'The best Dad a girl could ask for': Family remembers war veteran, firefighter who died due to COVID-19

Posted at 3:19 PM, Jan 27, 2021
and last updated 2021-01-27 18:07:43-05

STANFORD, Ky. (LEX 18) — James Godby had just turned 76 years old when COVID-19 made its way into Kentucky. His daughter Melissa works in health care, so the family knew the risks. But in the end, there was no way they could leave Dad alone, and to be honest, Dad didn't want them doing that.

"That was his decision, and he wanted to be with his family," said Becky Greer, another of Godby's children. "He was very strong in his faith, and he believed God was going to take care of him," Greer continued.

Godby's wife of 52 years had passed away within the last year due to cancer, so the family felt it was important to be around him.

"He'd get that look of 'don't-go' in his eyes, even though he knew you'd be back soon," Melissa said of her father.


Godby contracted the virus sometime in October and spent five weeks on a ventilator.

"We still don't know how he got it, but that doesn't matter now," said Melissa.

"Right before they got ready to ventilate him, he called me and said, 'they're getting ready to ventilate me. I just want to tell you I love you,'" Greer explained while fighting back the tears. "I told him, 'everything is going to be okay.'"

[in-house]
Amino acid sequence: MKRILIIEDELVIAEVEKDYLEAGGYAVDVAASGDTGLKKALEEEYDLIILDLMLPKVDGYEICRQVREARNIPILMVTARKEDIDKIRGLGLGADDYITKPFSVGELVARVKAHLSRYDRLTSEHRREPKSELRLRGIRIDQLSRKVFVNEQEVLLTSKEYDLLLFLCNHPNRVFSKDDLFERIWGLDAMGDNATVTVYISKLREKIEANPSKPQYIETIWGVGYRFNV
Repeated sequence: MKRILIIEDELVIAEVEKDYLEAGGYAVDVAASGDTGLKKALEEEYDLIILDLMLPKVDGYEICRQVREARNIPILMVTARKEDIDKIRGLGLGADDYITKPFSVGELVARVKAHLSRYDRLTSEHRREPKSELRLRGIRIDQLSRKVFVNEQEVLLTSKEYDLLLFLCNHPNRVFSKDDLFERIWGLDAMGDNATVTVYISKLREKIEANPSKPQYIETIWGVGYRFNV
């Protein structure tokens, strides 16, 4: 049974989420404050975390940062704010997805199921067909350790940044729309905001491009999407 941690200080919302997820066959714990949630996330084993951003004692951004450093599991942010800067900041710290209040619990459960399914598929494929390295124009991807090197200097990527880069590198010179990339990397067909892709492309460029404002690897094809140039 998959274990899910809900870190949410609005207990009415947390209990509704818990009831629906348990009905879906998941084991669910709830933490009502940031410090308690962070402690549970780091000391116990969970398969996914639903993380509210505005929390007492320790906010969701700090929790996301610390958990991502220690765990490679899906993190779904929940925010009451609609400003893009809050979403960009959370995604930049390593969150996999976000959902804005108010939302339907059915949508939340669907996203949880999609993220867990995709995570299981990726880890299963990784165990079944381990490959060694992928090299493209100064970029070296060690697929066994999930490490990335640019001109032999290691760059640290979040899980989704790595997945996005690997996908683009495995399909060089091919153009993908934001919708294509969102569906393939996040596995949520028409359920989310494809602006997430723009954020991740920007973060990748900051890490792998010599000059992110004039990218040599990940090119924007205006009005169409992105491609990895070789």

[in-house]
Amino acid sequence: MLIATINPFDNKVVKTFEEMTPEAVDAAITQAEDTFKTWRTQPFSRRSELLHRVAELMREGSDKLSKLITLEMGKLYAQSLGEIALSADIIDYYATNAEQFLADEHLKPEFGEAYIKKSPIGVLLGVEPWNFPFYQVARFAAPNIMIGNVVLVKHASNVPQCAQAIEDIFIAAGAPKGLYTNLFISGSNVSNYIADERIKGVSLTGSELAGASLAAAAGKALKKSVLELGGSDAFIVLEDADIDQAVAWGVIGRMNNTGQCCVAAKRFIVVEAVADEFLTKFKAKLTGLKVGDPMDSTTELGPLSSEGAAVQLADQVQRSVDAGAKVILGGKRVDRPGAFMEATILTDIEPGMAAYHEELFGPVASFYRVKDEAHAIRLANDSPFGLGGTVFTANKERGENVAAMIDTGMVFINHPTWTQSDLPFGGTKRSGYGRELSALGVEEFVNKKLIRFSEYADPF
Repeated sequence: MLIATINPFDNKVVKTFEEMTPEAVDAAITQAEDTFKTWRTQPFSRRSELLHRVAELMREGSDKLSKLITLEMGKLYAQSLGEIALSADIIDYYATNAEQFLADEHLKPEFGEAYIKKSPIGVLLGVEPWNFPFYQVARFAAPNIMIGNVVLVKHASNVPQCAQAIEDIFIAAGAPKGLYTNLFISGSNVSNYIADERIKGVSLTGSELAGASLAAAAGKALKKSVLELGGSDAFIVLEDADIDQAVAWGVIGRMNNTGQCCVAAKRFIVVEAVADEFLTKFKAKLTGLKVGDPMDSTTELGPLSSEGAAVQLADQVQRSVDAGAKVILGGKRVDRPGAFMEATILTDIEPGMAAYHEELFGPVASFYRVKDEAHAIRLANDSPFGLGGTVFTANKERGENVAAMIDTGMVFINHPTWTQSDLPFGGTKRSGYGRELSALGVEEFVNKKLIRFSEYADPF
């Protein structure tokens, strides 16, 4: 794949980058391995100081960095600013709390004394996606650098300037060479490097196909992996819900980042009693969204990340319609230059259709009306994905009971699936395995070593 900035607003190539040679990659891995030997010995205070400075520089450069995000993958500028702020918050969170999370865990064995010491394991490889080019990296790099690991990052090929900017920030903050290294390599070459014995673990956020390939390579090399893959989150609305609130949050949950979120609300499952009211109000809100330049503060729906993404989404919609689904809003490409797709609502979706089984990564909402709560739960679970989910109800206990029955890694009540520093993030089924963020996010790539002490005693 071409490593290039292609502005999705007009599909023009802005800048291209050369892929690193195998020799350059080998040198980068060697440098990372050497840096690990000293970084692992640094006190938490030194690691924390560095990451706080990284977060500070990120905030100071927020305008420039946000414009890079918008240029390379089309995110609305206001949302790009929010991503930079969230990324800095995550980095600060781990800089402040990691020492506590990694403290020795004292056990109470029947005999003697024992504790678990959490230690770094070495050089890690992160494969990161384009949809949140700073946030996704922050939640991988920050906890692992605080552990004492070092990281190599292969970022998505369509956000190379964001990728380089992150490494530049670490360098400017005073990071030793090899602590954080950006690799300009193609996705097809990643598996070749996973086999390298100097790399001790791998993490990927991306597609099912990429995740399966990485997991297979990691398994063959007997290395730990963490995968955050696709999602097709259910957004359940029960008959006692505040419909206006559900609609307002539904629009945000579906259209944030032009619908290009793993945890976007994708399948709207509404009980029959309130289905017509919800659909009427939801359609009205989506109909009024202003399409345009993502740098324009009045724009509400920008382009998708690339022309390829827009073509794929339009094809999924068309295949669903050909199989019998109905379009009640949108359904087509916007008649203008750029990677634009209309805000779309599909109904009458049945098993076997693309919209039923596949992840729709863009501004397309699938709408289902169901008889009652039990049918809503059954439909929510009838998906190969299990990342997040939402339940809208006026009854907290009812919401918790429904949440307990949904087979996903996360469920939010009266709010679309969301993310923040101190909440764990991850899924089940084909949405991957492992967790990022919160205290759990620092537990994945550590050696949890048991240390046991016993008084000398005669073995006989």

That was the last time she ever heard her father's voice. He passed away in the hospital one month later. Godby's death comes one month after Greer's father-in-law died, also from COVID-19.

"When we were at the funeral home for his viewing, my dad was being admitted to the hospital," Greer said.

Godby served a tour of duty in Vietnam, was the deacon at his church in Science Hill, and a volunteer firefighter for that town's department. That's how his son, Jeff, a decorated firefighter and EMS technician, got into the business.


"It kept me close to dad," Godby explained. "We went to fire meetings together, went to fires together and stuff like that. So I spent a lot of time with dad. He could tell you over the phone what was wrong with your lawnmower. Usually, it was something minor. Then he'd laugh at you (for not knowing how to diagnose the issue)."

Greer said she wanted to share memories of her father because they couldn't give him a traditional funeral due to virus protocols. All three of Godby's children spoke of him in reverent tones while noting his generosity, dedication, and the sacrifices he made.

"The best dad a girl could ask for," Greer said.

So when he asked not to be left alone due to COVID-19 guidelines, it was going to be challenging to say no.

"He just loved having his family around him," Melissa said. Melissa held the phone to his ear in the hospital as the other family members said goodbye.

"We all told him that it was okay. He fought hard. He would never give up on things. And he fought until he couldn't fight anymore," Greer said.